Military Embedded Systems

Best practices for COTS supplier counterfeit mitigation


February 08, 2017

Larry McHenry


Leading commercial off-the-shelf (COTS) vendors and military/aerospace electronics suppliers routinely engage with customers and suppliers in the development and maintenance of internal processes for the mitigation and prevention of counterfeit electronics components.

Leading commercial off-the-shelf (COTS) vendors and military/aerospace electronics suppliers routinely engage with customers and suppliers in the development and maintenance of internal processes for the mitigation and prevention of counterfeit electronics components.

Many of the best practices for counterfeit mitigation – including methods, systems, and trend monitoring – result from participation in industry committees. Leading the way in efforts to circumvent counterfeiting are the Society of Automotive Engineers’ (SAE’s) [] G19 committee and various other industry consortia, such as the Electronic Resellers Association International (ERAI) and the Independent Distributors of Electronics Association (IDEA).

The continued development and evolution of important standards and methods of practice results from ongoing, in-depth partnerships with suppliers and customers and through development of multidisciplined counterfeit-mitigation systems. New relevant regulatory standards are continually released: For example, the SAE’s AS6174 (“Counterfeit Materiel; Assuring Acquisition of Authentic and Conforming Materiel”) standard now includes nonelectrical component counterfeit mitigation. Defense and aerospace suppliers – all of whom are routinely audited by customers to illustrate their compliance for electrical, electronic, and electromechanical (EEE) parts – must now evolve their methods in recognition of the non-EEE component counterfeit threat.

In addition, suppliers must also be prepared to address customer-specific counterfeit-mitigation standards. Globally, supply-chain and quality professionals focus their efforts on acquisition of parts from trusted sources including franchised distribution and/or direct from original component manufacturers/original equipment manufacturers (OCMs/OEMs). Most have processes in place to engage suppliers to test, source, certify, and track alternate sources of components where required.

The ability to audit compliance with today’s existing standards and with emerging new standards requires a deep knowledge of the industry and of trusted franchised distributors to ensure that the OCM/OEM chain of custody is in place all the way from the OEM through to the component’s sale. An interdisciplinary approach in organizations is not restricted to supply-chain management, but must also include a partnership with the COTS supplier’s engineering, quality engineering, regulatory and procurement, and life-cycle services teams.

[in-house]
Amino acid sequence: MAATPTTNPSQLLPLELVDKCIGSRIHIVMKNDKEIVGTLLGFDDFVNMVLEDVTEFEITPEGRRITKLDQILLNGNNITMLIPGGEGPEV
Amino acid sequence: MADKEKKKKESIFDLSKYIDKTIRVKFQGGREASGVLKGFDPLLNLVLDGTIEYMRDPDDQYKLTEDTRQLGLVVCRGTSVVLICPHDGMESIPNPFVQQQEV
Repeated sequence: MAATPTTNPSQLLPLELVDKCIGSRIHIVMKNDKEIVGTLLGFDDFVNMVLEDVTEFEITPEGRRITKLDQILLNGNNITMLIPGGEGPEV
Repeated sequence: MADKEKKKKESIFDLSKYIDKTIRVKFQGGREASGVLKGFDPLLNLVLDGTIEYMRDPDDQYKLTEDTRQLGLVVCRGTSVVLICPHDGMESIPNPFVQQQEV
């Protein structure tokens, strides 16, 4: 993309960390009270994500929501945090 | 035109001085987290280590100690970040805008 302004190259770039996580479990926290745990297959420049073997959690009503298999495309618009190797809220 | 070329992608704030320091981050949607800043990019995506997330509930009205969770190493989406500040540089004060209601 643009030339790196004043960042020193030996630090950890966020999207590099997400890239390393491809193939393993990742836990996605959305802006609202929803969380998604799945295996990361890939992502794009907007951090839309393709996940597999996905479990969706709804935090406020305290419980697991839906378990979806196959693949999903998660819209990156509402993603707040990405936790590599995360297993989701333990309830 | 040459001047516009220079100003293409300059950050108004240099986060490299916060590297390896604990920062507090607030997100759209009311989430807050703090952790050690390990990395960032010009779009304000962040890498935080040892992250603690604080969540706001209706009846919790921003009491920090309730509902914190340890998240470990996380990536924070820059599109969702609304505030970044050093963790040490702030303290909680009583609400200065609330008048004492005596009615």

Supply-chain organizations should minimize the risk of obsolescence by executing “last-time buys” (LTB) to extend product life and avoid the need to procure obsolete parts from brokers post-LTB.

In the situation where a component does become obsolete, the supply chain should consider nonfranchised sources only where there is no drop-in alternative. In such a case, applicable internal or external approvals are pursued if a broker-sourced part is to be used, and then only from a limited and approved source base. These sources must be subject to intense audits, and any device provided by a broker must be tested by the source’s internal or accredited labs in compliance with customer (if required), supplier, and industry-mandated validation methods. When an authenticated broker part is used, the COTS supplier must perform disciplined configuration-control practices to ensure that the brokered part receives a unique part number.

To ensure that their supplier is staying up to date with the latest trends in underworld counterfeiting and the most up-to-date techniques for mitigating them, systems integrators should query their supplier about what industry organizations they are members of and/or which they actively monitor. Maintaining membership in and monitoring the latest proposals from committees such as SAE G19 AS5553 is critical for staying ahead of the counterfeit game.

Leading COTS suppliers should monitor vocal industry and nongovernmental agencies that report on and track sources of and trends in detected counterfeit materials. It’s also important for COTS suppliers to monitor counterfeit occurrences and share these experiences via reporting bodies such as the Government Industry Data Exchange Program (GIDEP), the U.K.’s ESCO Council, and counterfeit-mitigation suppliers such as ERAI. Active involvement and communication with these bodies is critical for reducing the risk posed by counterfeits; it is the COTS industry’s duty to report violators in order to prevent any further violations.

One proven way of verifying a COTS supplier’s ability to mitigate counterfeits is to ask what formal certifications they have earned, such as AS5553, AS6081, or ISO/IEC 17025. Recently, SAE released a technical certification in their NADCAP [National Aerospace and Defense Contractors Accreditation Program] suite that will provide technical acknowledgement, via auditing, that a supplier adheres to AS5553 requirements.

In addition, that old adage made popular by President Ronald Reagan, “Trust, but verify,” comes into play: Trust in your supplier’s certification but verify by their performance to ensure that they, and any brokers and distributors they use, have demonstrated their commitment and adherence to the world of counterfeit mitigation and prevention.

Larry McHenry, CET/CQE, is senior manager for Quality Assurance, C4S-ISR, for Curtiss-Wright Defense Solutions.


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